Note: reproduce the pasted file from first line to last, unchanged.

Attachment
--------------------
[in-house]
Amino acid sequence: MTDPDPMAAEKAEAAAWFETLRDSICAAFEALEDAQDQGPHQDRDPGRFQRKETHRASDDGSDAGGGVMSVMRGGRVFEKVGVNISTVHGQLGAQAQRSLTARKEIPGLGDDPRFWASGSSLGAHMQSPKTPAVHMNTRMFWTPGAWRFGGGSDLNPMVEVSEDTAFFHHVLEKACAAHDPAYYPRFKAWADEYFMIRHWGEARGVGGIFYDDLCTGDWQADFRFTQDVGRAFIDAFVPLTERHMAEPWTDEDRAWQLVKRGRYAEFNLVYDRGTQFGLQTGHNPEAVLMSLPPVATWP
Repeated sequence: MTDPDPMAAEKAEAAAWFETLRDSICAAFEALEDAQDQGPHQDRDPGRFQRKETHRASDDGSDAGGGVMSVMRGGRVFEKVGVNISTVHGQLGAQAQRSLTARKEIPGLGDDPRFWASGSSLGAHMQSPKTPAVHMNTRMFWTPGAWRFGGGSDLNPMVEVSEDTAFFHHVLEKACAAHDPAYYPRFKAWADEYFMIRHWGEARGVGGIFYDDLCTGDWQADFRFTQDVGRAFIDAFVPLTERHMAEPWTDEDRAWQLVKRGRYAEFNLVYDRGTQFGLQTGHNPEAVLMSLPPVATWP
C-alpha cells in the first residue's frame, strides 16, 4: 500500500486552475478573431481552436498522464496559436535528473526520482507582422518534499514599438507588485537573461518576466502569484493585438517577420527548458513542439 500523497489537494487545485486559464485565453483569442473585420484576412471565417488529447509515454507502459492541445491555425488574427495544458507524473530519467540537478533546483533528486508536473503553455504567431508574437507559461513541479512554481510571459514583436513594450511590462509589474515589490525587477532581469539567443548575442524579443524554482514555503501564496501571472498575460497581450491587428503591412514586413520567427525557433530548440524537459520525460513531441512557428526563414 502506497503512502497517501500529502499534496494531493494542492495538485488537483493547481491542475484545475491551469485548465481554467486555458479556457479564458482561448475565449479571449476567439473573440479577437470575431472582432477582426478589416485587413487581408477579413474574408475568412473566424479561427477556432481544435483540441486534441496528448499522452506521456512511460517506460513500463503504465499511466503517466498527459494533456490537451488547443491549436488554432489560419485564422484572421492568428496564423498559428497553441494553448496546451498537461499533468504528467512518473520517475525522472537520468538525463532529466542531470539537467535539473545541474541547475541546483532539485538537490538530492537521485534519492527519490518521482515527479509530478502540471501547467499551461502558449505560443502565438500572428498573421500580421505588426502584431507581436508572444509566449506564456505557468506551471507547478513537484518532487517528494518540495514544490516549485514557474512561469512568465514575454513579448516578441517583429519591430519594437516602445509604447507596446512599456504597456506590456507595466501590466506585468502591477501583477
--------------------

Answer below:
[in-house]
Amino acid sequence: MTDPDPMAAEKAEAAAWFETLRDSICAAFEALEDAQDQGPHQDRDPGRFQRKETHRASDDGSDAGGGVMSVMRGGRVFEKVGVNISTVHGQLGAQAQRSLTARKEIPGLGDDPRFWASGSSLGAHMQSPKTPAVHMNTRMFWTPGAWRFGGGSDLNPMVEVSEDTAFFHHVLEKACAAHDPAYYPRFKAWADEYFMIRHWGEARGVGGIFYDDLCTGDWQADFRFTQDVGRAFIDAFVPLTERHMAEPWTDEDRAWQLVKRGRYAEFNLVYDRGTQFGLQTGHNPEAVLMSLPPVATWP
Repeated sequence: MTDPDPMAAEKAEAAAWFETLRDSICAAFEALEDAQDQGPHQDRDPGRFQRKETHRASDDGSDAGGGVMSVMRGGRVFEKVGVNISTVHGQLGAQAQRSLTARKEIPGLGDDPRFWASGSSLGAHMQSPKTPAVHMNTRMFWTPGAWRFGGGSDLNPMVEVSEDTAFFHHVLEKACAAHDPAYYPRFKAWADEYFMIRHWGEARGVGGIFYDDLCTGDWQADFRFTQDVGRAFIDAFVPLTERHMAEPWTDEDRAWQLVKRGRYAEFNLVYDRGTQFGLQTGHNPEAVLMSLPPVATWP
C-alpha cells in the first residue's frame, strides 16, 4: 500500500486552475478573431481552436498522464496559436535528473526520482507582422518534499514599438507588485537573461518576466502569484493585438517577420527548458513542439 500523497489537494487545485486559464485565453483569442473585420484576412471565417488529447509515454507502459492541445491555425488574427495544458507524473530519467540537478533546483533528486508536473503553455504567431508574437507559461513541479512554481510571459514583436513594450511590462509589474515589490525587477532581469539567443548575442524579443524554482514555503501564496501571472498575460497581450491587428503591412514586413520567427525557433530548440524537459520525460513531441512557428526563414 502506497503512502497517501500529502499534496494531493494542492495538485488537483493547481491542475484545475491551469485548465481554467486555458479556457479564458482561448475565449479571449476567439473573440479577437470575431472582432477582426478589416485587413487581408477579413474574408475568412473566424479561427477556432481544435483540441486534441496528448499522452506521456512511460517506460513500463503504465499511466503517466498527459494533456490537451488547443491549436488554432489560419485564422484572421492568428496564423498559428497553441494553448496546451498537461499533468504528467512518473520517475525522472537520468538525463532529466542531470539537467535539473545541474541547475541546483532539485538537490538530492537521485534519492527519490518521482515527479509530478502540471501547467499551461502558449505560443502565438500572428498573421500580421505588426502584431507581436508572444509566449506564456505557468506551471507547478513537484518532487517528494518540495514544490516549485514557474512561469512568465514575454513579448516578441517583429519591430519594437516602445509604447507596446512599456504597456506590456507595466501590466506585468502591477501583477